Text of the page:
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ARS Home » Northeast Area » Ithaca, New York » Robert W. Holley Center for Agriculture & Health » Research » Publications at this Location » Publication #74230


item Smart, Christina
item Kochian, Leon

Submitted to: Plant and Soil
Publication Type: Peer Reviewed Journal
Publication Acceptance Date: 11/2/1996
Publication Date: N/A
Citation: N/A

Interpretive Summary: The absorption of mineral nutrients by plants is important for crop plant productivity and nutritional quality. Potassium (K) is the mineral nutrient that is maintained in plant cells at the highest concentrations. It is essential for plant growth and development, yet its transport is still poorly understood. This paper reviews the recent breakthroughs in the cloning of genes encoding plant K+ transporters in the leaf and root. At this time, there are gaps in our understanding of how these transporters function to provide this essential element to the plant. The recent molecular research has demonstrated that there are a number of different types of K transporters in plants, and some of these only function in certain cell types or plant organs. Also, the different transporters are regulated in different ways. The significance of these findings is that we are beginning to realize that plant K transport, which is often used as a model system for studying mineral transport in plants, is much more comple than previously thought. Only through research that integrates molecular approaches with research focusing on the whole plant will we gain a more complete understanding of how plants acquire and utilize this essential mineral nutrient.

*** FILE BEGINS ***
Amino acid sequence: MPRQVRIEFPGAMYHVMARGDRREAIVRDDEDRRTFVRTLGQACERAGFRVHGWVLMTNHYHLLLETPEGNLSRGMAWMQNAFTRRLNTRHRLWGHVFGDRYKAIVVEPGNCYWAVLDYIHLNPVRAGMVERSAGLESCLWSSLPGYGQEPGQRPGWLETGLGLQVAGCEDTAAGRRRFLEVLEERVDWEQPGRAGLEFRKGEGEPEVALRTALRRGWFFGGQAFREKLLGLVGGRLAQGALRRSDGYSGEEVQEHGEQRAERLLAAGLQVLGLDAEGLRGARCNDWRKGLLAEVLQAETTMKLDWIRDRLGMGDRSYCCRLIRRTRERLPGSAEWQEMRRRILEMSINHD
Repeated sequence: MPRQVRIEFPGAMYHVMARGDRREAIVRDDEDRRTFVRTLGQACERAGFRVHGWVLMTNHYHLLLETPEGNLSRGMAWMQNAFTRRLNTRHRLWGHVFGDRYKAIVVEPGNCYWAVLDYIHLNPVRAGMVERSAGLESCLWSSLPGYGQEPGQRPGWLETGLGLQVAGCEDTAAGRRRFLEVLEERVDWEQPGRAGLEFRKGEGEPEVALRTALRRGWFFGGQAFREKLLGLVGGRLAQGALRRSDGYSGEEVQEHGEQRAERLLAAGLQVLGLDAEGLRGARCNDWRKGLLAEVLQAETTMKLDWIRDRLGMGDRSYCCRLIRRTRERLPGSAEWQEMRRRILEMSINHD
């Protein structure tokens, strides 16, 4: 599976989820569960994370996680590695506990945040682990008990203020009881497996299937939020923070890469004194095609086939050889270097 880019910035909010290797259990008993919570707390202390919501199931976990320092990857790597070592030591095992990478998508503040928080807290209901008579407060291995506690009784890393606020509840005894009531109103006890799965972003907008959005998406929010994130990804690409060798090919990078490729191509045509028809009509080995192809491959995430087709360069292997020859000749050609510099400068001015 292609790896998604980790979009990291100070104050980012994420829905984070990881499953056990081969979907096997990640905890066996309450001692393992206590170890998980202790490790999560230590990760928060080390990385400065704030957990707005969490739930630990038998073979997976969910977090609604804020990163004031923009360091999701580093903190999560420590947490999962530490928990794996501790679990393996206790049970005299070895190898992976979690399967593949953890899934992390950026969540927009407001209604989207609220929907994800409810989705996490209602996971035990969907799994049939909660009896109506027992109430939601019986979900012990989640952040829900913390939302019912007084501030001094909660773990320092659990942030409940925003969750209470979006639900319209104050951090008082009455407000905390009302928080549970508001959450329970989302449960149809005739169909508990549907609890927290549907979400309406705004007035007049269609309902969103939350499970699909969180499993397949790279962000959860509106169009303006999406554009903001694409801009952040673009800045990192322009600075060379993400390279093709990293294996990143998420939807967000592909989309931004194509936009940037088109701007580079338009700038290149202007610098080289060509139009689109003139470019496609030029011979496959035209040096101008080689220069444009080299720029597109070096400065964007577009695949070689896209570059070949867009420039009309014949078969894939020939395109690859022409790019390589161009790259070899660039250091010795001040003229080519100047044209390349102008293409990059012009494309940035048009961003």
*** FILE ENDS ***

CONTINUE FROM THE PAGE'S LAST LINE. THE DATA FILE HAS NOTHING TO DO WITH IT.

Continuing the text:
Technical Abstract: The kinetics and characteristics of malate degradation were studied in four acid soils ranging in both pH(4.30 to 5.00) and vegetation type. The breakdown of malate was rapid in all soils with a half life of approximately 1.7 h, Km of 1.7 mM and Vmax of 70 nmol g-1 soil h-1. No relationship was observed between malate decomposition rate and pH. Co- metabolism studies with other C and N substrates (glucose, glycine, glutamate, citrate and succinate) indicated that the microorganisms were not N limited and competitive inhibition of malate breakdown was only observed in the presence of succinate. Studies with isolated mixed bacterial cultures indicated that the bacterial malate uptake was mediated by an energy dependent, dicarboxylate transporter which can be inhibited by succinate and is independent of pH between pH 5.0 and 7.0. The Km and Vmax parameters ranged from 279-955 yM and 0.1-17 ymol mg-1 protein h-1 for the mixed bacterial cultures depending on the bacteria's previous C source. Th results indicate that in acid topsoils where microbial populations are high, the microbes may provide a considerable sink for organic acids. If organic acids are being released by roots in response to an environmental stress (e.g. Al toxicity, P deficiency) it can be expected that the efficiency of these root mediated metal resistance mechanisms will be markedly reduced by rapid microbial degradation.